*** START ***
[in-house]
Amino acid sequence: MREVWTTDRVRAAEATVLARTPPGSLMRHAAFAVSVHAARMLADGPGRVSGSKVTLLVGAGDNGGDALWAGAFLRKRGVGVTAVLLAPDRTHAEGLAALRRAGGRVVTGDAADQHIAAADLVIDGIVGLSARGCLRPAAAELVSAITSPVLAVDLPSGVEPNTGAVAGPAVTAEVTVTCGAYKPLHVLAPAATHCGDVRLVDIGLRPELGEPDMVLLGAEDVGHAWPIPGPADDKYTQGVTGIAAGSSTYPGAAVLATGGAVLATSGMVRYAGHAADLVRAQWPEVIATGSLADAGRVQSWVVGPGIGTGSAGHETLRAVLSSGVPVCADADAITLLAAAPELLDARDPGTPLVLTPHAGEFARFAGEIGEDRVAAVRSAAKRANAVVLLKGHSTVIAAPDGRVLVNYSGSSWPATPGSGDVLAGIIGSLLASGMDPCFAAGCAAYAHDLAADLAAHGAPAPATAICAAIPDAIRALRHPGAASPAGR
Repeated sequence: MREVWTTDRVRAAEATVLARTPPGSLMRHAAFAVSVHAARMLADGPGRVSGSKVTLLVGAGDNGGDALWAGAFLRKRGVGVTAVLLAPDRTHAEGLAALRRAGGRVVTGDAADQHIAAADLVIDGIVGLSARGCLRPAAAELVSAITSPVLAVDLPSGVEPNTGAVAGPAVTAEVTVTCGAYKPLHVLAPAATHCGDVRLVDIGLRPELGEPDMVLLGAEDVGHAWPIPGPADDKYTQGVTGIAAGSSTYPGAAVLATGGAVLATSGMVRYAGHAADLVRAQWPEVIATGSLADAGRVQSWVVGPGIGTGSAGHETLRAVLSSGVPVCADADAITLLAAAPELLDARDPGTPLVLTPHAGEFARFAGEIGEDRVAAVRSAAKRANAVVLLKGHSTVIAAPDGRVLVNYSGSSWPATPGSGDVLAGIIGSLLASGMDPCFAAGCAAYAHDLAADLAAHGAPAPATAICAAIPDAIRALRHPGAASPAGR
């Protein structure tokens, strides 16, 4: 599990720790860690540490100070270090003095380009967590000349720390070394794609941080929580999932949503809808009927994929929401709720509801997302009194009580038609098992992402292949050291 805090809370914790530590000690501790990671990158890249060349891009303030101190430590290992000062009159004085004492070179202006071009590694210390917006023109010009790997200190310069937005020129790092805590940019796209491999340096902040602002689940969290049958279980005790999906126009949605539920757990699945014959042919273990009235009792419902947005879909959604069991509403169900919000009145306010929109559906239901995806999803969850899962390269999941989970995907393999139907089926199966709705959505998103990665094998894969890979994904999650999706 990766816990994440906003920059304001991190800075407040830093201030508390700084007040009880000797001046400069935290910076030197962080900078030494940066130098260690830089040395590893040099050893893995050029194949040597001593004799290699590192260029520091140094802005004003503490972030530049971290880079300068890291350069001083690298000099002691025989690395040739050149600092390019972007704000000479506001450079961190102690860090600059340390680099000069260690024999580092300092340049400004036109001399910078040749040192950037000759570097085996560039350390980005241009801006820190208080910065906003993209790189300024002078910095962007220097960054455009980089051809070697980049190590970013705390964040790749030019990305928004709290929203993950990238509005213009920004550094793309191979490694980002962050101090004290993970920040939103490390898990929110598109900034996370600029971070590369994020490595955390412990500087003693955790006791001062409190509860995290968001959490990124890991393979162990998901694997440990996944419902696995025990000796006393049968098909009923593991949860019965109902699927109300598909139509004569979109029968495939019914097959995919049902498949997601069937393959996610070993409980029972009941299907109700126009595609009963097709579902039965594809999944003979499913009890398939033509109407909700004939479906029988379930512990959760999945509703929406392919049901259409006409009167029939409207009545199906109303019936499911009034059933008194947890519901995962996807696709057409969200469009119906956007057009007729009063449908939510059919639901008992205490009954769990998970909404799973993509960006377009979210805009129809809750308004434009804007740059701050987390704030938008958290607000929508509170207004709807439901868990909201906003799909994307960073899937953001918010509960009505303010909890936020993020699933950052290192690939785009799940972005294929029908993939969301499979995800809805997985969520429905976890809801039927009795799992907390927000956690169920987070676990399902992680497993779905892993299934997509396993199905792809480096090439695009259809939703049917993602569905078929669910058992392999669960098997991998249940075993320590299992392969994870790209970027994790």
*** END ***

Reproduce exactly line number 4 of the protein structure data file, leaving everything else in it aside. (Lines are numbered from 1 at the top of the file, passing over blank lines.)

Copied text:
């Protein structure tokens, strides 16, 4: 599990720790860690540490100070270090003095380009967590000349720390070394794609941080929580999932949503809808009927994929929401709720509801997302009194009580038609098992992402292949050291 805090809370914790530590000690501790990671990158890249060349891009303030101190430590290992000062009159004085004492070179202006071009590694210390917006023109010009790997200190310069937005020129790092805590940019796209491999340096902040602002689940969290049958279980005790999906126009949605539920757990699945014959042919273990009235009792419902947005879909959604069991509403169900919000009145306010929109559906239901995806999803969850899962390269999941989970995907393999139907089926199966709705959505998103990665094998894969890979994904999650999706 990766816990994440906003920059304001991190800075407040830093201030508390700084007040009880000797001046400069935290910076030197962080900078030494940066130098260690830089040395590893040099050893893995050029194949040597001593004799290699590192260029520091140094802005004003503490972030530049971290880079300068890291350069001083690298000099002691025989690395040739050149600092390019972007704000000479506001450079961190102690860090600059340390680099000069260690024999580092300092340049400004036109001399910078040749040192950037000759570097085996560039350390980005241009801006820190208080910065906003993209790189300024002078910095962007220097960054455009980089051809070697980049190590970013705390964040790749030019990305928004709290929203993950990238509005213009920004550094793309191979490694980002962050101090004290993970920040939103490390898990929110598109900034996370600029971070590369994020490595955390412990500087003693955790006791001062409190509860995290968001959490990124890991393979162990998901694997440990996944419902696995025990000796006393049968098909009923593991949860019965109902699927109300598909139509004569979109029968495939019914097959995919049902498949997601069937393959996610070993409980029972009941299907109700126009595609009963097709579902039965594809999944003979499913009890398939033509109407909700004939479906029988379930512990959760999945509703929406392919049901259409006409009167029939409207009545199906109303019936499911009034059933008194947890519901995962996807696709057409969200469009119906956007057009007729009063449908939510059919639901008992205490009954769990998970909404799973993509960006377009979210805009129809809750308004434009804007740059701050987390704030938008958290607000929508509170207004709807439901868990909201906003799909994307960073899937953001918010509960009505303010909890936020993020699933950052290192690939785009799940972005294929029908993939969301499979995800809805997985969520429905976890809801039927009795799992907390927000956690169920987070676990399902992680497993779905892993299934997509396993199905792809480096090439695009259809939703049917993602569905078929669910058992392999669960098997991998249940075993320590299992392969994870790209970027994790």